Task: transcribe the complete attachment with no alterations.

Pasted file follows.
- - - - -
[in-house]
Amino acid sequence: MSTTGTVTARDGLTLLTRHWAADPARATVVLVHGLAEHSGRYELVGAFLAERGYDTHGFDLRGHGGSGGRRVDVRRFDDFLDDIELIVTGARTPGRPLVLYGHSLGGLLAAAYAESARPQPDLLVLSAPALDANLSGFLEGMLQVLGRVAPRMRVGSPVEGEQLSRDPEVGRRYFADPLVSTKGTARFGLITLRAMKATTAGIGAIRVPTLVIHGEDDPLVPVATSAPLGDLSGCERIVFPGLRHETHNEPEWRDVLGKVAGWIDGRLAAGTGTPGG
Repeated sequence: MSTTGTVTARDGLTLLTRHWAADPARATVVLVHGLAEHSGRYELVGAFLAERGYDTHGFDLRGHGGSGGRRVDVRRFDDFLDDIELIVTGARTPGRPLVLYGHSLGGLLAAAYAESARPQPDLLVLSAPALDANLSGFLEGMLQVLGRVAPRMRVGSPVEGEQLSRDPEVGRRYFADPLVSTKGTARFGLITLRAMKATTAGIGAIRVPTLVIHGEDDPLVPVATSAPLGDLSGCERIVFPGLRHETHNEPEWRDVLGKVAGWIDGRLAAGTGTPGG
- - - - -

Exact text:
[in-house]
Amino acid sequence: MSTTGTVTARDGLTLLTRHWAADPARATVVLVHGLAEHSGRYELVGAFLAERGYDTHGFDLRGHGGSGGRRVDVRRFDDFLDDIELIVTGARTPGRPLVLYGHSLGGLLAAAYAESARPQPDLLVLSAPALDANLSGFLEGMLQVLGRVAPRMRVGSPVEGEQLSRDPEVGRRYFADPLVSTKGTARFGLITLRAMKATTAGIGAIRVPTLVIHGEDDPLVPVATSAPLGDLSGCERIVFPGLRHETHNEPEWRDVLGKVAGWIDGRLAAGTGTPGG
Repeated sequence: MSTTGTVTARDGLTLLTRHWAADPARATVVLVHGLAEHSGRYELVGAFLAERGYDTHGFDLRGHGGSGGRRVDVRRFDDFLDDIELIVTGARTPGRPLVLYGHSLGGLLAAAYAESARPQPDLLVLSAPALDANLSGFLEGMLQVLGRVAPRMRVGSPVEGEQLSRDPEVGRRYFADPLVSTKGTARFGLITLRAMKATTAGIGAIRVPTLVIHGEDDPLVPVATSAPLGDLSGCERIVFPGLRHETHNEPEWRDVLGKVAGWIDGRLAAGTGTPGG